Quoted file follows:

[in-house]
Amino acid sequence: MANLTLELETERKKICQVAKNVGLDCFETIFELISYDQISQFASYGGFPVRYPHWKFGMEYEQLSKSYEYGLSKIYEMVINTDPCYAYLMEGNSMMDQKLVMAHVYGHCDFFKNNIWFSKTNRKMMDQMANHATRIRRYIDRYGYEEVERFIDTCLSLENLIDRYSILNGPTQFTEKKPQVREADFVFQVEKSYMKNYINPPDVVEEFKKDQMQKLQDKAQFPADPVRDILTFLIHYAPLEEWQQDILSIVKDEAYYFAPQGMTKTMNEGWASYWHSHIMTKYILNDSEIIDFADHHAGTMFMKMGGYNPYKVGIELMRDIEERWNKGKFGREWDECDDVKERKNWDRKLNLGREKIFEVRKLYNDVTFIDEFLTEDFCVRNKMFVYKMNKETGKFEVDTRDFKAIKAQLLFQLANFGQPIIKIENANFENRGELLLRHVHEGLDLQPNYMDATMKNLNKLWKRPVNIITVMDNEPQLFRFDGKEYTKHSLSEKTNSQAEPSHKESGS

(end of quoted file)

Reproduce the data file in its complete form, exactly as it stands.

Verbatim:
[in-house]
Amino acid sequence: MANLTLELETERKKICQVAKNVGLDCFETIFELISYDQISQFASYGGFPVRYPHWKFGMEYEQLSKSYEYGLSKIYEMVINTDPCYAYLMEGNSMMDQKLVMAHVYGHCDFFKNNIWFSKTNRKMMDQMANHATRIRRYIDRYGYEEVERFIDTCLSLENLIDRYSILNGPTQFTEKKPQVREADFVFQVEKSYMKNYINPPDVVEEFKKDQMQKLQDKAQFPADPVRDILTFLIHYAPLEEWQQDILSIVKDEAYYFAPQGMTKTMNEGWASYWHSHIMTKYILNDSEIIDFADHHAGTMFMKMGGYNPYKVGIELMRDIEERWNKGKFGREWDECDDVKERKNWDRKLNLGREKIFEVRKLYNDVTFIDEFLTEDFCVRNKMFVYKMNKETGKFEVDTRDFKAIKAQLLFQLANFGQPIIKIENANFENRGELLLRHVHEGLDLQPNYMDATMKNLNKLWKRPVNIITVMDNEPQLFRFDGKEYTKHSLSEKTNSQAEPSHKESGS